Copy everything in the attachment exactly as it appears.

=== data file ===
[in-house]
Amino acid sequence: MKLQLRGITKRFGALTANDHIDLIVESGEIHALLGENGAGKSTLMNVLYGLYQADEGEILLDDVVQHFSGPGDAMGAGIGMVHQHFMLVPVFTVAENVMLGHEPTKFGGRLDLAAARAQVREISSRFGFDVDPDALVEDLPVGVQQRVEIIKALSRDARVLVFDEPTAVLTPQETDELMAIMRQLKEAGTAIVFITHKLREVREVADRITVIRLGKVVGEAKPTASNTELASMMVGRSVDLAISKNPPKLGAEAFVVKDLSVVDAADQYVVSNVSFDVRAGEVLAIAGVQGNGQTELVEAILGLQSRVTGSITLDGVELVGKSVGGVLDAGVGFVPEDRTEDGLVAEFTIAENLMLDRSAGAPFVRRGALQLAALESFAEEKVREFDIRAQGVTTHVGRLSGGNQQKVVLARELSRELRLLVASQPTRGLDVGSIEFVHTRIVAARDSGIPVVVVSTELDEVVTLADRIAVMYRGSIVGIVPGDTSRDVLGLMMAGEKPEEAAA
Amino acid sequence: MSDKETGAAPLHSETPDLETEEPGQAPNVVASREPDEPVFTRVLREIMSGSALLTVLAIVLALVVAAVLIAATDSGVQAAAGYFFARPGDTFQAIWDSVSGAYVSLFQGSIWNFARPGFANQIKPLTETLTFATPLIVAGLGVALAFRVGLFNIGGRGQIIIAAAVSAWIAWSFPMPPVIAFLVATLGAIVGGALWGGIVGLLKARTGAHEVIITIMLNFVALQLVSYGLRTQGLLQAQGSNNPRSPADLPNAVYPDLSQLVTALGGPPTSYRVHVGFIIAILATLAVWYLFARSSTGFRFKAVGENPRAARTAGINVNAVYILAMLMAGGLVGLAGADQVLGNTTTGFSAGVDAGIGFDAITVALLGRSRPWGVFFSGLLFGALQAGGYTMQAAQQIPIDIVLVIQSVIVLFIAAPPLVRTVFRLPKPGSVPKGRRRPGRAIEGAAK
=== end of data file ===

[in-house]
Amino acid sequence: MKLQLRGITKRFGALTANDHIDLIVESGEIHALLGENGAGKSTLMNVLYGLYQADEGEILLDDVVQHFSGPGDAMGAGIGMVHQHFMLVPVFTVAENVMLGHEPTKFGGRLDLAAARAQVREISSRFGFDVDPDALVEDLPVGVQQRVEIIKALSRDARVLVFDEPTAVLTPQETDELMAIMRQLKEAGTAIVFITHKLREVREVADRITVIRLGKVVGEAKPTASNTELASMMVGRSVDLAISKNPPKLGAEAFVVKDLSVVDAADQYVVSNVSFDVRAGEVLAIAGVQGNGQTELVEAILGLQSRVTGSITLDGVELVGKSVGGVLDAGVGFVPEDRTEDGLVAEFTIAENLMLDRSAGAPFVRRGALQLAALESFAEEKVREFDIRAQGVTTHVGRLSGGNQQKVVLARELSRELRLLVASQPTRGLDVGSIEFVHTRIVAARDSGIPVVVVSTELDEVVTLADRIAVMYRGSIVGIVPGDTSRDVLGLMMAGEKPEEAAA
Amino acid sequence: MSDKETGAAPLHSETPDLETEEPGQAPNVVASREPDEPVFTRVLREIMSGSALLTVLAIVLALVVAAVLIAATDSGVQAAAGYFFARPGDTFQAIWDSVSGAYVSLFQGSIWNFARPGFANQIKPLTETLTFATPLIVAGLGVALAFRVGLFNIGGRGQIIIAAAVSAWIAWSFPMPPVIAFLVATLGAIVGGALWGGIVGLLKARTGAHEVIITIMLNFVALQLVSYGLRTQGLLQAQGSNNPRSPADLPNAVYPDLSQLVTALGGPPTSYRVHVGFIIAILATLAVWYLFARSSTGFRFKAVGENPRAARTAGINVNAVYILAMLMAGGLVGLAGADQVLGNTTTGFSAGVDAGIGFDAITVALLGRSRPWGVFFSGLLFGALQAGGYTMQAAQQIPIDIVLVIQSVIVLFIAAPPLVRTVFRLPKPGSVPKGRRRPGRAIEGAAK